Politics & Media
Jul 01, 2008, 08:26AM

Newspaper Industry Slide Quickening

The economy for print media continues spiraling down a seemingly endless hole. Companies continue to shed employees, add bright colors, and write consumer-driven material, but the bottom has still not been reached. How much longer do newspapers have?

The value of 11 newspaper companies traded on the public market since 2005 dove a combined $23.7 billion in the first half of this year, falling almost as much in six months as they had in the three prior years put together.

Wall Street’s intensifying repudiation of the industry means that the companies in the group have lost a cumulative $49.7 billion in market capitalization in 3½ years, vaporizing 51% of shareholder value since Dec. 31. 2004.

To date, the decline in newspaper shares has not had a commensurate impact on the compensation (details here) enjoyed by the chief executives of several of the affected companies.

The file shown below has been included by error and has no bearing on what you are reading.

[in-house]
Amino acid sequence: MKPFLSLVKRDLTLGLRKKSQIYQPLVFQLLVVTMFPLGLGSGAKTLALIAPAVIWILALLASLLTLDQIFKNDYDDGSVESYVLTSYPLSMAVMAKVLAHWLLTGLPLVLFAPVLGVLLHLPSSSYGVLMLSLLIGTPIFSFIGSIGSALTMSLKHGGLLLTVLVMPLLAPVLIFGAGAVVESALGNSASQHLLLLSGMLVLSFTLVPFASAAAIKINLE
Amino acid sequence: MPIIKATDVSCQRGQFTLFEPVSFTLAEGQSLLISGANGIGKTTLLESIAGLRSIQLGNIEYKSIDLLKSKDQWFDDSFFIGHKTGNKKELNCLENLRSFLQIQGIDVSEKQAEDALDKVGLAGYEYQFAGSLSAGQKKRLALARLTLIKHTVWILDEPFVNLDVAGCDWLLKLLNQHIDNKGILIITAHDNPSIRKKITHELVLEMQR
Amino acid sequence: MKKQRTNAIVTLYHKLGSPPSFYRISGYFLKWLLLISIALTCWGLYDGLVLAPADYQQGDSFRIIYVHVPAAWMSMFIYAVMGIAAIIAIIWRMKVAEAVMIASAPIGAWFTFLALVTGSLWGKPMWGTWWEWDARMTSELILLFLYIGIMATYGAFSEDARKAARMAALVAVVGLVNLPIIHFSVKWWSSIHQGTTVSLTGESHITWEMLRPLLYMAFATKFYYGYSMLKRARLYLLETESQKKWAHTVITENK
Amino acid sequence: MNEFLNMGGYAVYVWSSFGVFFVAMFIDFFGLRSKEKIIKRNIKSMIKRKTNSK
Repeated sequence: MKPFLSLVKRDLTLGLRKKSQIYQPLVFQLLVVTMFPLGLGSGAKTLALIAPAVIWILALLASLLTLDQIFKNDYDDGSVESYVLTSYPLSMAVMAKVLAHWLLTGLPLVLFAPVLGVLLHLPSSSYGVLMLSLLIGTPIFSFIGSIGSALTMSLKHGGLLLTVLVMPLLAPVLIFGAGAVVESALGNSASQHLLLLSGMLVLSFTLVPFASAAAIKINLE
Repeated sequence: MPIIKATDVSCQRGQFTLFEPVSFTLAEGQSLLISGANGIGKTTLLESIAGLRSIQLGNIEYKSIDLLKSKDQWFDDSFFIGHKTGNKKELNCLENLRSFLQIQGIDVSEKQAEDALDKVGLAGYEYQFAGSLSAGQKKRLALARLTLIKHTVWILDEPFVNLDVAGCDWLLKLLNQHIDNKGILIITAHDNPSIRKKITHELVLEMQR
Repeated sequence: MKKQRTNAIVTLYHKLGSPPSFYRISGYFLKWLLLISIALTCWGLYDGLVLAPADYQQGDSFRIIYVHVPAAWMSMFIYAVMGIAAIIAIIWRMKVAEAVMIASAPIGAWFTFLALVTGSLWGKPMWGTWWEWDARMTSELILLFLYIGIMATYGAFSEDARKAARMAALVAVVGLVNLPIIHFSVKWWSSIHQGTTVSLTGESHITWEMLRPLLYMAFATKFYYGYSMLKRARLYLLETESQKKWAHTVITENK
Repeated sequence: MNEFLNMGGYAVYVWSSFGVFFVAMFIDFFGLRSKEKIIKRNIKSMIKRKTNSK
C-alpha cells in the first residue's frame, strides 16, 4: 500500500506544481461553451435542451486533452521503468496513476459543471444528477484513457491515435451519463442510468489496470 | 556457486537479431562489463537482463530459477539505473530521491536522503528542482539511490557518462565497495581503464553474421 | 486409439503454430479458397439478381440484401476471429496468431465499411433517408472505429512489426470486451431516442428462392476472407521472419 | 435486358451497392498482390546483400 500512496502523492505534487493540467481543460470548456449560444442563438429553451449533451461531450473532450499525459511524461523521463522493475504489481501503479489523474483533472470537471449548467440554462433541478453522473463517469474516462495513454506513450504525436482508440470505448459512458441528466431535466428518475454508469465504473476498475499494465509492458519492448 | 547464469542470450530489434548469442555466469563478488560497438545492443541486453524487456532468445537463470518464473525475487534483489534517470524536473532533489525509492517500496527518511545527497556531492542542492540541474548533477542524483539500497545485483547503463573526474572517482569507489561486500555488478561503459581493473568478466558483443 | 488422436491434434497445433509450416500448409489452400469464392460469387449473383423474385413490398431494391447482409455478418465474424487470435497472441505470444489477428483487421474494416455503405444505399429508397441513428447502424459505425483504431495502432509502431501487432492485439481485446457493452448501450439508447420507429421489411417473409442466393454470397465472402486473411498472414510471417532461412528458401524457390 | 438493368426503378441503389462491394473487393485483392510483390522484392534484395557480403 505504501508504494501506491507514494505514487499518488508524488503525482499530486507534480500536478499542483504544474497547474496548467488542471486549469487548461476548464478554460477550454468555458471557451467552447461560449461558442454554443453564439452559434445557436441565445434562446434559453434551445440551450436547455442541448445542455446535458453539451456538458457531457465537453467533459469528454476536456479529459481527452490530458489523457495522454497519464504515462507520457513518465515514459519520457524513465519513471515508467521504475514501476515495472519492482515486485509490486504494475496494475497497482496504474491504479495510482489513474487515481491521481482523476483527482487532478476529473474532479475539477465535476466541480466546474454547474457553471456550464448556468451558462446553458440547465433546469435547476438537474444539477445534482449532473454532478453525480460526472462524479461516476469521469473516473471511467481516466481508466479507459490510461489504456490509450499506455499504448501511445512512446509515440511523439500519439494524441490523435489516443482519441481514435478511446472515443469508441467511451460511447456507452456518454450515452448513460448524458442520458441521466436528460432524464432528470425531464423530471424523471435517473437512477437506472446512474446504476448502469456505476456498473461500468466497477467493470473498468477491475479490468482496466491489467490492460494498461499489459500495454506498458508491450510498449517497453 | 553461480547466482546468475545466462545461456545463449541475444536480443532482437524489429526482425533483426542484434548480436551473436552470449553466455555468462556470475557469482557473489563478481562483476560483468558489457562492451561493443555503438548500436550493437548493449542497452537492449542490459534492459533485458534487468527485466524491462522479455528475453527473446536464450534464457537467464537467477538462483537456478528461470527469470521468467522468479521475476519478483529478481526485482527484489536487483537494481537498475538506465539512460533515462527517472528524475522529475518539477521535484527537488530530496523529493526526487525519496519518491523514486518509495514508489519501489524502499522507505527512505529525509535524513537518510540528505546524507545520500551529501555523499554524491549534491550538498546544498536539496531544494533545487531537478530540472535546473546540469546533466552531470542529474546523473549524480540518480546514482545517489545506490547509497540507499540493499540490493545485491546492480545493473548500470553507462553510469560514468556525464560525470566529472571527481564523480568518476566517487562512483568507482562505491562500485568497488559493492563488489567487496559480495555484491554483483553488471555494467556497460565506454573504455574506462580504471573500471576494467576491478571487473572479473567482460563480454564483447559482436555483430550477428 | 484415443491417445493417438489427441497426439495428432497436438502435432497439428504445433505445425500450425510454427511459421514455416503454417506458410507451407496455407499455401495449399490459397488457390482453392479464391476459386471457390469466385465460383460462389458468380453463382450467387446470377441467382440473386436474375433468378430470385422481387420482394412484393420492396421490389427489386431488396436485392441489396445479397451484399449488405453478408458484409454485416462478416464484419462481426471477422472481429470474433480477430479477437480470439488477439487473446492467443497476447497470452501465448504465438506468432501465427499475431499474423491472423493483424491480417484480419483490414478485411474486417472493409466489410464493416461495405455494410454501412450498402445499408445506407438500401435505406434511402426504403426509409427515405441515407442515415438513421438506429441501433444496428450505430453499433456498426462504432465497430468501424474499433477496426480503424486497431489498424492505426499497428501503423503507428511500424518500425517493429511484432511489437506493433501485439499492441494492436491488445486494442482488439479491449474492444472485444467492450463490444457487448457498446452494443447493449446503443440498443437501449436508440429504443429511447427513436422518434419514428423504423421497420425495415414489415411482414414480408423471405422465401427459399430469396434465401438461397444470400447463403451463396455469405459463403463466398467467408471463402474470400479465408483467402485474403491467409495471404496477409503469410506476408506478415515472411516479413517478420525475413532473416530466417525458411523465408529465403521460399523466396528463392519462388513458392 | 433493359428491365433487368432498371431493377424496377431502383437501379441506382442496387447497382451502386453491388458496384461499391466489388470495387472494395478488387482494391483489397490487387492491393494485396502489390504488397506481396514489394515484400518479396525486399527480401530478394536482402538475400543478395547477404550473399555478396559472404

As you can see in the table below, Journal Register Co. and the Sun-Times Media Group (nee Hollinger) suffered the worst losses in the 3½-year period, respectively shedding 99.1% and 96.9% of their value.

  • Free papers have nothing to do with the steep profit declines of once robust newspaper companies. The problem is that as older people die they're not being replaced by NEW newspaper readers. It's a losing battle for print, and it's questionable whether the transformation to the web was too late, ham-handed, and if the revenue stream can even approach the old, fat days of media companies.

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  • Newspapers need to realize that they're going to hit bottom eventually and stop trying to slow the decline. The chase for new viewers is embarrassing, with the mandates for "charticles" and other flashy crap. New readers aren't coming, no matter how much you make the paper look like USA Today.

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  • I never read USA Today unless I'm on a plane, and that's far less frequent these days. But I'm not sure what "Doing Deities" is recommending: if The New York Times or Washington Post, for example, just give up on "trying to slow the decline," the layoffs will be massive. I agree that the marginalization of print is rapid, but I doubt employees want their bosses to give up.

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